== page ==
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506 S. Washington – an example

Posted by on March 16, 2013

During the Eastside/Westside community discussions, people occasionally asked, “What is the problem with people building a house to fit their family?” The response was often, “Nothing. But a lot of these new houses are being built and resold immediately.” When pushed for examples of houses built to be resold, none of us had a house that popped readily to mind. Recently, as I walked past Dunn Elementary, a house for sale jumped out at me and I realized that it fits the pattern that people were referring to in our discussions.

506 S. Washington Avenue - Built in 2010

506 S. Washington Avenue – Built in 2010

The neighborhood where this house was built is a little different than most of the rest of Old Town. Instead of being made up primarily of pre-war bungalows, the houses south of Mulberry, from Grant westward, were built primarily after the war. Though the houses are similar in size to the pre-war bungalows, they’re built in a modernist (that plain box look) style. I can’t say these are the most beautiful houses in Old Town because they’re just plain not. But there’s a certain ascetic to them when you walk down the street and compare the similarities as well as the small variations from house to house. That is, until you hit a house like 506 S. Washington. This house not only doesn’t fit the size of the other houses in the neighborhood, but it doesn’t fit the style either. It might, sorta, vaguely, possibly have a chance at being called bungalow style (if you take your glasses off, shine a bright light in your face, and squint a lot). But there’s no way you could say that it matches the modernist style even remotely. The size and style difference in itself isn’t bad, but it makes the house stand out like a sore thumb when it’s viewed in context.

The house at 506 W. Washington was built in a lot that used to be the “back yard” of (OK, so really it was a side yard. But it was the equivalent of a back yard for) the house to the north (to the left in the photo). The lot was subdivided and sold in 2007 for $100,000. It looks like it was resold in 2009, again for $100K. The house was built and in August of 2010 it was sold for over $400,000. The current owners are listed as living in a suburb of Perth, Australia. They’re selling the house for an asking price just $20,000 more than they paid for the house 2 1/2 years ago.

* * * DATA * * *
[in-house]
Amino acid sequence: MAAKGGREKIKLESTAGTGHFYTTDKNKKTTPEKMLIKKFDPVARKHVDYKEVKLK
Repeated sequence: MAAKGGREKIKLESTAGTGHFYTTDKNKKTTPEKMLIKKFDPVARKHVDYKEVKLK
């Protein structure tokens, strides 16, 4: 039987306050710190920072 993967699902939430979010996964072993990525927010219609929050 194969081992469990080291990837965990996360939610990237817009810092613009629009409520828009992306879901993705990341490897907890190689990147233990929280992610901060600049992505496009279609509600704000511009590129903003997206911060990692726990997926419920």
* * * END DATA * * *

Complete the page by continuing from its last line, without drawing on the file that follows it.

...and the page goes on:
This house is an example of what bothers many residents in Old Town. The land was purchased and built upon by someone with the sole intention of reselling the property once it was built. The purchaser doesn’t even live in the country (at least not at this point). So the house obviously wasn’t built to suit a current Old Town family that found they couldn’t live in a small older house. (The house in Perth is, ironically, a small bungalow.) And now it’s being resold again. This is a pattern that’s true of many rebuilds. This house isn’t hugely oversized. It’s not particularly ugly like some new builds are. But it wasn’t built by folks who already lived in the neighborhood and needed a little more space. It was built by someone hoping to make a buck at the expense of the neighbors who now not only have a house on their street that sticks out like a sore thumb, but who also are dealing with a rotation of neighbors.

A couple of other houses that were built to be immediately resold include 529 W. Mountain (which was bought in January 2012 for $257,900, mostly scraped, and rebuilt at a much larger size and different style and is now being sold for around $749,000 (the asking price)) and 317 Wood Street (which was bought in June 2009 for $250K, scraped, rebuilt and resold in August 2011 for $740,000 to a couple that currently live in Anchorage, Alaska and rent the house out).

When houses that fit in with the look and feel of the neighborhood are removed and replaced with houses that don’t fit and they’re bought by people who don’t even live here, and they’re housing people who come and go, then the look and feel of the neighborhood can change dramatically. It’s a change the folks who have lived in Old Town for awhile don’t want. We love welcoming new neighbors into our community. But there’s an expectation that they’ll join us, not destroy what we love.

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